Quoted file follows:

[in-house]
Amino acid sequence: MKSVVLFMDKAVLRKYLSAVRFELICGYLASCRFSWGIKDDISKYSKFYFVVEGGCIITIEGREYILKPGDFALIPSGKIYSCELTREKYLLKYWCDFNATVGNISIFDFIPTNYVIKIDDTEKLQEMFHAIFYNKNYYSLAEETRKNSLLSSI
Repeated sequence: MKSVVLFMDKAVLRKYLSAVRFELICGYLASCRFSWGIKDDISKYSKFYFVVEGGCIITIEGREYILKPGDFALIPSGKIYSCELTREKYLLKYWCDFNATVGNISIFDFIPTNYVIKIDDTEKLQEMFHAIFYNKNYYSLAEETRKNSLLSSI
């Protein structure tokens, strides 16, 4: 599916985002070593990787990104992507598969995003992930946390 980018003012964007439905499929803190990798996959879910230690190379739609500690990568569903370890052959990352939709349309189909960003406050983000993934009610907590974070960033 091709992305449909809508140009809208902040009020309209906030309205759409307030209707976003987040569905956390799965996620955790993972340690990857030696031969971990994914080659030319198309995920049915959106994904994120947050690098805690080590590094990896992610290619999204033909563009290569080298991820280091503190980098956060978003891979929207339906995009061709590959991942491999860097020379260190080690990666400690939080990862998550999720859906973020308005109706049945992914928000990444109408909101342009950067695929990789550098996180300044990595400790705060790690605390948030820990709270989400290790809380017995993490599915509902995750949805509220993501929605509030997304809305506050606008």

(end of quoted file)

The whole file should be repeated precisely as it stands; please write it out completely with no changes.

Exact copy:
[in-house]
Amino acid sequence: MKSVVLFMDKAVLRKYLSAVRFELICGYLASCRFSWGIKDDISKYSKFYFVVEGGCIITIEGREYILKPGDFALIPSGKIYSCELTREKYLLKYWCDFNATVGNISIFDFIPTNYVIKIDDTEKLQEMFHAIFYNKNYYSLAEETRKNSLLSSI
Repeated sequence: MKSVVLFMDKAVLRKYLSAVRFELICGYLASCRFSWGIKDDISKYSKFYFVVEGGCIITIEGREYILKPGDFALIPSGKIYSCELTREKYLLKYWCDFNATVGNISIFDFIPTNYVIKIDDTEKLQEMFHAIFYNKNYYSLAEETRKNSLLSSI
């Protein structure tokens, strides 16, 4: 599916985002070593990787990104992507598969995003992930946390 980018003012964007439905499929803190990798996959879910230690190379739609500690990568569903370890052959990352939709349309189909960003406050983000993934009610907590974070960033 091709992305449909809508140009809208902040009020309209906030309205759409307030209707976003987040569905956390799965996620955790993972340690990857030696031969971990994914080659030319198309995920049915959106994904994120947050690098805690080590590094990896992610290619999204033909563009290569080298991820280091503190980098956060978003891979929207339906995009061709590959991942491999860097020379260190080690990666400690939080990862998550999720859906973020308005109706049945992914928000990444109408909101342009950067695929990789550098996180300044990595400790705060790690605390948030820990709270989400290790809380017995993490599915509902995750949805509220993501929605509030997304809305506050606008």